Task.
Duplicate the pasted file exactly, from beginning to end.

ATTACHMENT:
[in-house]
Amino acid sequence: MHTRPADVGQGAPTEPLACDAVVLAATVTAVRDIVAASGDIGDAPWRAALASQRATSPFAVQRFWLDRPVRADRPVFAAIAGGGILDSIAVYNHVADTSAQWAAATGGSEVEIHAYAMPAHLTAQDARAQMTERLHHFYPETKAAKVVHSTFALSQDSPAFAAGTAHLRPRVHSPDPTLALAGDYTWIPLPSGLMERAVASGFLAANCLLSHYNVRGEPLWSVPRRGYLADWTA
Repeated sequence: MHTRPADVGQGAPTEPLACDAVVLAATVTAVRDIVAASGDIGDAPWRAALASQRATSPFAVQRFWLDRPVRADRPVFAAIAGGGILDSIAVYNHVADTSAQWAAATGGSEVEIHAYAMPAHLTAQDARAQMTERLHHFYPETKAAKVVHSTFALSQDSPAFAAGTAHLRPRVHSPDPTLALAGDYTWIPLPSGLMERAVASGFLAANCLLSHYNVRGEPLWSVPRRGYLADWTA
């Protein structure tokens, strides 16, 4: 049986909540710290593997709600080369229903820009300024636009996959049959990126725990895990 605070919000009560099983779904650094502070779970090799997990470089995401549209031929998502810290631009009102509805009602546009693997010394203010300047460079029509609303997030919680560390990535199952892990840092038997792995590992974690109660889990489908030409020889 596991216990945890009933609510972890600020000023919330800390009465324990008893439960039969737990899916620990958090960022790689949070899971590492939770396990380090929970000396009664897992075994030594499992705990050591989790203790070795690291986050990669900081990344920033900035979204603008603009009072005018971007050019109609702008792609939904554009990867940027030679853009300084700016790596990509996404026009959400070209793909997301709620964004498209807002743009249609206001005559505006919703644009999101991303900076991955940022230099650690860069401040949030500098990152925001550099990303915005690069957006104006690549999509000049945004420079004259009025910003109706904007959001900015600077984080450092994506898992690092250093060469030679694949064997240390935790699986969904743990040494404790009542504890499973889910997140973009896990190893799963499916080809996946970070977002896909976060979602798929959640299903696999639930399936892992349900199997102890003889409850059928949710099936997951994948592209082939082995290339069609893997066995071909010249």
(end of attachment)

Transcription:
[in-house]
Amino acid sequence: MHTRPADVGQGAPTEPLACDAVVLAATVTAVRDIVAASGDIGDAPWRAALASQRATSPFAVQRFWLDRPVRADRPVFAAIAGGGILDSIAVYNHVADTSAQWAAATGGSEVEIHAYAMPAHLTAQDARAQMTERLHHFYPETKAAKVVHSTFALSQDSPAFAAGTAHLRPRVHSPDPTLALAGDYTWIPLPSGLMERAVASGFLAANCLLSHYNVRGEPLWSVPRRGYLADWTA
Repeated sequence: MHTRPADVGQGAPTEPLACDAVVLAATVTAVRDIVAASGDIGDAPWRAALASQRATSPFAVQRFWLDRPVRADRPVFAAIAGGGILDSIAVYNHVADTSAQWAAATGGSEVEIHAYAMPAHLTAQDARAQMTERLHHFYPETKAAKVVHSTFALSQDSPAFAAGTAHLRPRVHSPDPTLALAGDYTWIPLPSGLMERAVASGFLAANCLLSHYNVRGEPLWSVPRRGYLADWTA
């Protein structure tokens, strides 16, 4: 049986909540710290593997709600080369229903820009300024636009996959049959990126725990895990 605070919000009560099983779904650094502070779970090799997990470089995401549209031929998502810290631009009102509805009602546009693997010394203010300047460079029509609303997030919680560390990535199952892990840092038997792995590992974690109660889990489908030409020889 596991216990945890009933609510972890600020000023919330800390009465324990008893439960039969737990899916620990958090960022790689949070899971590492939770396990380090929970000396009664897992075994030594499992705990050591989790203790070795690291986050990669900081990344920033900035979204603008603009009072005018971007050019109609702008792609939904554009990867940027030679853009300084700016790596990509996404026009959400070209793909997301709620964004498209807002743009249609206001005559505006919703644009999101991303900076991955940022230099650690860069401040949030500098990152925001550099990303915005690069957006104006690549999509000049945004420079004259009025910003109706904007959001900015600077984080450092994506898992690092250093060469030679694949064997240390935790699986969904743990040494404790009542504890499973889910997140973009896990190893799963499916080809996946970070977002896909976060979602798929959640299903696999639930399936892992349900199997102890003889409850059928949710099936997951994948592209082939082995290339069609893997066995071909010249």